Singaporeans are now used to the fact that Lee Kuan Yew is gone and life has to go on. During the period of mourning, we see many people coming out to praise Lee Kuan Yew for his frugality and thriftiness. Two notable people who spoke of Lee's frugality was Mr Sidek Saniff (Former Minister of State) and Lee's daughter Lee Wei Ling.
The former revealed that before his official trip to China, Lee Kuan Yew asked if he could take the harsh Chinese winter and when Sidek said that he would buy an overcoat and boots, Lee told him to borrow from his cabinet colleagues instead of wasting money buying expensive winter clothing.
As for his daughter Lee Wei Ling, she shared that Lee Kuan Yew would rather mend his old clothes than buy new ones. When he went overseas for official reasons, despite being a country's Prime Minister, he would not pay for the expensive hotel laundry services and choose to wash his own underwear just to save some money.
Despite Lee Kuan Yew earning millions of dollars throughout his political career, it seemed that he led a spartan and frugal lifestyle. This frugal image was further supported when images of Lee's Oxley Road home surfaced and Singaporeans were pleasantly surprised at the old furniture and the simplistic design of his abode.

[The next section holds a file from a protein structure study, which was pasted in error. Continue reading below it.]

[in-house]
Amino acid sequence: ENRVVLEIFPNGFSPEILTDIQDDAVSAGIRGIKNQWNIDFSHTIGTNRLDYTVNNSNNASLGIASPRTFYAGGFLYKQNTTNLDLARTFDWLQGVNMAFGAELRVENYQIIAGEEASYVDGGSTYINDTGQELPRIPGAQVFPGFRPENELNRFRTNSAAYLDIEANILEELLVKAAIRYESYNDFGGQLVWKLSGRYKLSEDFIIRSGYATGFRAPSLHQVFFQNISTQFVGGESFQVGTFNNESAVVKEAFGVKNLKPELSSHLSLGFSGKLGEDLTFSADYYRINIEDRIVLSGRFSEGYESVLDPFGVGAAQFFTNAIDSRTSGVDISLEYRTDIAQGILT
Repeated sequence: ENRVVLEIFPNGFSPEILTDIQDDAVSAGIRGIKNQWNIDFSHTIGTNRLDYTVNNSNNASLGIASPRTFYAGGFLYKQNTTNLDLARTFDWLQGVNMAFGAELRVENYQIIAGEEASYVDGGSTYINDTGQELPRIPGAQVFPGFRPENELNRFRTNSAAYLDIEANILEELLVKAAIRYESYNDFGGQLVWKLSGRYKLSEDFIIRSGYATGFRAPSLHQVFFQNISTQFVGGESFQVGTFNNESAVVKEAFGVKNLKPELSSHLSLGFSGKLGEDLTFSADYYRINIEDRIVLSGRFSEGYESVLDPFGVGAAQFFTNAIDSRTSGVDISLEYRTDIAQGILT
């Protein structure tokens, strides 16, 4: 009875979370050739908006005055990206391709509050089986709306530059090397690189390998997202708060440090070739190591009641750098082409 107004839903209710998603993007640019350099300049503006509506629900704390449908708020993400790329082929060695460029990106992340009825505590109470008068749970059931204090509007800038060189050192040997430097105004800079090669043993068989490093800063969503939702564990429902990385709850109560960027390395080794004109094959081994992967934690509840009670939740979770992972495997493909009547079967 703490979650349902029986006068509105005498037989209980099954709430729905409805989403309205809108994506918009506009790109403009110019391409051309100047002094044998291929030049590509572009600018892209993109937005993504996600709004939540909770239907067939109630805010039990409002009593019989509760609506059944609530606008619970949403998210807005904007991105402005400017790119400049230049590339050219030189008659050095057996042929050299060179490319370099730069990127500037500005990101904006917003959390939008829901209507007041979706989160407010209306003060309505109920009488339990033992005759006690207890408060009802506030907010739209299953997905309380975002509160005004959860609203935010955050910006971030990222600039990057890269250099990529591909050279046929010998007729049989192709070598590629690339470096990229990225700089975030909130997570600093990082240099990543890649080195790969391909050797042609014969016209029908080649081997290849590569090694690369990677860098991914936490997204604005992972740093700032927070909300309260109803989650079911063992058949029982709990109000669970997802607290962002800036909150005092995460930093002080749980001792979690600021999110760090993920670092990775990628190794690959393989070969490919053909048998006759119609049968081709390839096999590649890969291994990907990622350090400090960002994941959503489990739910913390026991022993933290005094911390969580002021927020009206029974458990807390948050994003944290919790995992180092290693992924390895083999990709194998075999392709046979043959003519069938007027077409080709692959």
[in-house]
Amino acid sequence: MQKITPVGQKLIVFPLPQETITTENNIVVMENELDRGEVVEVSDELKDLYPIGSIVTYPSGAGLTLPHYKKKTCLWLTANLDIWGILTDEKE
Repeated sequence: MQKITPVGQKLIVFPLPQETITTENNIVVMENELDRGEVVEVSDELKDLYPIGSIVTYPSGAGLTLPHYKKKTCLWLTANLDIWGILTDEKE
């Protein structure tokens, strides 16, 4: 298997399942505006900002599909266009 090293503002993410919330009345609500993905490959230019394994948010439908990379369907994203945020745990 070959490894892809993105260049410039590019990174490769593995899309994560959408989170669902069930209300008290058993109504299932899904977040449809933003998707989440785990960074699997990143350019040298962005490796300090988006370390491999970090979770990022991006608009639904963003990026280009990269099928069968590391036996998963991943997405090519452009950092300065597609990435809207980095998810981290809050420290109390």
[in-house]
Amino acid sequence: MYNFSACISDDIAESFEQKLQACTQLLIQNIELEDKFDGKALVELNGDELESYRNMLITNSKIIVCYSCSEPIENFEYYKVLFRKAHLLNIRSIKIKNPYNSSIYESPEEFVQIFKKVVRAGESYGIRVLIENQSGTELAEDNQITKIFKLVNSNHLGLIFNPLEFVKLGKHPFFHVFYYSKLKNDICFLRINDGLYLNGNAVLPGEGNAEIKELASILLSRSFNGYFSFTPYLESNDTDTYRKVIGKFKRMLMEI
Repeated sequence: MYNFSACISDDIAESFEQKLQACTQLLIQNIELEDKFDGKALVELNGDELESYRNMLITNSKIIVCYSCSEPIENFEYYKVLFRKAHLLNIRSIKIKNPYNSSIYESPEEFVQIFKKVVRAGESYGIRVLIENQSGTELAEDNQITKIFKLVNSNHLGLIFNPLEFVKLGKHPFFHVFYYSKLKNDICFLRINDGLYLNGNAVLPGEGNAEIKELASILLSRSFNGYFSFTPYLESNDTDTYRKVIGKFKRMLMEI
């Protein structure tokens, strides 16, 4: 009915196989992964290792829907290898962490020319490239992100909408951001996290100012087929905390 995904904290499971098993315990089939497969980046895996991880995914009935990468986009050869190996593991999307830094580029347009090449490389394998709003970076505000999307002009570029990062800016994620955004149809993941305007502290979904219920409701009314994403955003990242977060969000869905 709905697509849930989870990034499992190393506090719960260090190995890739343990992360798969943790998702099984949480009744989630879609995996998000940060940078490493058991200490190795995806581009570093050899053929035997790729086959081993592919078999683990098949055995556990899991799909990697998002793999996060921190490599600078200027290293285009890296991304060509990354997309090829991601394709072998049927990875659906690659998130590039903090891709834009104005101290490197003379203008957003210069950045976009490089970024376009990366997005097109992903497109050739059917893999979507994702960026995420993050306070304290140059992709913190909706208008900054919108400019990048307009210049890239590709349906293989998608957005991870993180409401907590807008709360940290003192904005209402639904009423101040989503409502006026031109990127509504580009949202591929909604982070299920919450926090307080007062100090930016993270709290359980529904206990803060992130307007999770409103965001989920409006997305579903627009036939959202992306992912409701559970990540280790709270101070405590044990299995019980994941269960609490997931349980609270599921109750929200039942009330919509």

Love for expensive Japanese Cuisine
But what the mainstream media failed to mention was Lee Kuan Yew's lavish dining habits by the average Singaporean standards. Lee Kuan Yew did not eat at hawker centers, neither did he dine at coffee shops. What we do know is his love for Japanese cuisine, an expensive dining experience.
The owner of Tatsuya, a high end Japanese restaurant in Singapore, said that Lee Kuan Yew was a fan of sushi and sashimi, particularly Chutoro (semi-fatty Tuna belly). How many Singaporean can afford such expensive delicacies? A simple check on popular local food websites show that the average cost at Tatsuya Japanese Restaurant range from between $80 – $150 per head.
When the restaurant owner himself proclaims Lee Kuan Yew to be "very well-versed in Japanese cuisine", Lee Kuan Yew must probably have dined regularly at top Japanese restaurants for him to attain that level of familiarity with Japanese fine dining.
So is Lee Kuan Yew still the frugal man most Singaporeans think he is, or is he a man with hidden expensive tastes that few are aware of? Or is Lee a frugal man with this one weakness, a soft spot, an illogical splurge for Japanese cuisine?
What do you think?